2.3. Developmental Robot Scenario for Language Grounding

To investigate language grounding, we couple multi-modal sensations and a verbal description in order to train our model in an end-to-end fashion. Although supervised, this is related to models that investigate language grounding by mapping perception and action through Hebbian learning and studying the emergence and consolidation of connection patterns (e.g., Garagnani and Pulvermüller, 2016). Our aim is to further scale to a temporally dynamic scenario from real-word observations with the aim of studying both the emergence of timescales as well as connection patterns in terms of cell assemblies.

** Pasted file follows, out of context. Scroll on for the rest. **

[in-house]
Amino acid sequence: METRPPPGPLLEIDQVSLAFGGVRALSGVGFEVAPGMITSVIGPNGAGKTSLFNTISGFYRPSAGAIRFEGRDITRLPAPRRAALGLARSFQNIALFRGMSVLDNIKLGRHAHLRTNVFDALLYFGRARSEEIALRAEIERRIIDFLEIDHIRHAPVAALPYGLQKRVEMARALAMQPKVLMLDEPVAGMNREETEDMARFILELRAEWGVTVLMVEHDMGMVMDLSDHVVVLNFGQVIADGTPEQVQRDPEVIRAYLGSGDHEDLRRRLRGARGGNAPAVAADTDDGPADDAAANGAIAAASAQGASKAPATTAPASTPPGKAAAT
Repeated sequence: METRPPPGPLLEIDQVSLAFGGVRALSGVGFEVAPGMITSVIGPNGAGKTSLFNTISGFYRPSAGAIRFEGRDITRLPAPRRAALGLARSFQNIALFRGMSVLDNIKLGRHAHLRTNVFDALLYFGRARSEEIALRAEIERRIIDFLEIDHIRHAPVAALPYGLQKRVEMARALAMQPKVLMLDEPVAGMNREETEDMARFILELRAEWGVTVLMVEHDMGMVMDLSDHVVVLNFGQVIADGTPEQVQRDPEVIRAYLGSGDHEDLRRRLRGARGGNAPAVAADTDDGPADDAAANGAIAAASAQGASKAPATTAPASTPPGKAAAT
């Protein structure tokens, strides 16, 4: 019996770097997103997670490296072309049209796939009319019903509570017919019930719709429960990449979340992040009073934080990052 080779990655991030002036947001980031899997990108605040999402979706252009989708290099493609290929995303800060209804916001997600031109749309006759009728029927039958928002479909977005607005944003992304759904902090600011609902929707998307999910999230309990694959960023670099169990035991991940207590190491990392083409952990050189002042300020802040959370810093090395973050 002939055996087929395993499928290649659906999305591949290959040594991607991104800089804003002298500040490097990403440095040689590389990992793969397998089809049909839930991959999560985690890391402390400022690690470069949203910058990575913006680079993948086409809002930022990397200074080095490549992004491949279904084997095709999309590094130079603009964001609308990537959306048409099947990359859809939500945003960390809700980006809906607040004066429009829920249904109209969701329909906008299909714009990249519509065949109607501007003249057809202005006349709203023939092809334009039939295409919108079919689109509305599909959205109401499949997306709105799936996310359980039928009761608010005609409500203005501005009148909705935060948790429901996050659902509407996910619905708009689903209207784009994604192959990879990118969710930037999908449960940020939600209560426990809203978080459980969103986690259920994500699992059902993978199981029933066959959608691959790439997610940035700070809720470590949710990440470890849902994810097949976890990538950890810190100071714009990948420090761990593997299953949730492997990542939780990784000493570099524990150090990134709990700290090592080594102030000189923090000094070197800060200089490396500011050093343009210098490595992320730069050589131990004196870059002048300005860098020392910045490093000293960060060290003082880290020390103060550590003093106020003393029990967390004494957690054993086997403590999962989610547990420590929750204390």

For this, our set-up is borrowed from a developmental robot scenario, where a humanoid robot, such as the Neuro-Inspired COmpanion (NICO, Kerzel et al., 2017), represents an infant learner who explores the environment by interacting with objects on a table and perceives verbal descriptions from a caregiver for particular object manipulations (see Figure 2). We conducted a data collection of the EMIL data set2 (Heinrich et al., 2018b), that includes parallel multi-modal recordings from the robot's body-rational view as well as visual observations from a teacher perspective. The robot performs an action from a set of four predefined motions on a set of 30 distinct objects which exhibit different shape, color, texture, weight, friction, and sound characteristics when moved. The interaction is captured by microphones in the robot's ears for 48 kHz auditory sensation, by proprioception in the arm (motor position and current from eight motors, with 30 read-outs per second) for sensorimotor perception, and by a 90 degree field-of-view and 30 fps camera for visual perception. In addition, a textual description was recorded that describes the interaction with the object.